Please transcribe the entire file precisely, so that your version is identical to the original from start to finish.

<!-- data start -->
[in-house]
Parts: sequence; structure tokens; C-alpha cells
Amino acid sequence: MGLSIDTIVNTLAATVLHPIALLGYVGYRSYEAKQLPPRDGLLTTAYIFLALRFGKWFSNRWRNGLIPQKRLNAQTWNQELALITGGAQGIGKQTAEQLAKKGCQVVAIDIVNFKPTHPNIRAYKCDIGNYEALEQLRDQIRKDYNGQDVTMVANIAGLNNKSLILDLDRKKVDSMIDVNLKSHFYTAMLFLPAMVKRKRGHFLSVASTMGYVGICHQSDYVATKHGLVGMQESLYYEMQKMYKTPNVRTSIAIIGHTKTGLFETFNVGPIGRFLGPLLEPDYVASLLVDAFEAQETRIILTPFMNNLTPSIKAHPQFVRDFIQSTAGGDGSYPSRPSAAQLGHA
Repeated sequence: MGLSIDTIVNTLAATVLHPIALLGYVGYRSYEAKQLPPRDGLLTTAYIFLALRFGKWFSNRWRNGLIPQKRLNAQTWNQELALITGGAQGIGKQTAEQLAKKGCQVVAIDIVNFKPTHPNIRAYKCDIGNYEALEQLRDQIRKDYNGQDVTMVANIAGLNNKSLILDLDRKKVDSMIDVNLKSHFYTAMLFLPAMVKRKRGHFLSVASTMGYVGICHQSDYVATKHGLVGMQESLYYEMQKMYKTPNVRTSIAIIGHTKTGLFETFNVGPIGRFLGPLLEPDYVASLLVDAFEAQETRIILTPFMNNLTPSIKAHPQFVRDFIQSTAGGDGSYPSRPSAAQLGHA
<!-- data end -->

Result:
[in-house]
Parts: sequence; structure tokens; C-alpha cells
Amino acid sequence: MGLSIDTIVNTLAATVLHPIALLGYVGYRSYEAKQLPPRDGLLTTAYIFLALRFGKWFSNRWRNGLIPQKRLNAQTWNQELALITGGAQGIGKQTAEQLAKKGCQVVAIDIVNFKPTHPNIRAYKCDIGNYEALEQLRDQIRKDYNGQDVTMVANIAGLNNKSLILDLDRKKVDSMIDVNLKSHFYTAMLFLPAMVKRKRGHFLSVASTMGYVGICHQSDYVATKHGLVGMQESLYYEMQKMYKTPNVRTSIAIIGHTKTGLFETFNVGPIGRFLGPLLEPDYVASLLVDAFEAQETRIILTPFMNNLTPSIKAHPQFVRDFIQSTAGGDGSYPSRPSAAQLGHA
Repeated sequence: MGLSIDTIVNTLAATVLHPIALLGYVGYRSYEAKQLPPRDGLLTTAYIFLALRFGKWFSNRWRNGLIPQKRLNAQTWNQELALITGGAQGIGKQTAEQLAKKGCQVVAIDIVNFKPTHPNIRAYKCDIGNYEALEQLRDQIRKDYNGQDVTMVANIAGLNNKSLILDLDRKKVDSMIDVNLKSHFYTAMLFLPAMVKRKRGHFLSVASTMGYVGICHQSDYVATKHGLVGMQESLYYEMQKMYKTPNVRTSIAIIGHTKTGLFETFNVGPIGRFLGPLLEPDYVASLLVDAFEAQETRIILTPFMNNLTPSIKAHPQFVRDFIQSTAGGDGSYPSRPSAAQLGHA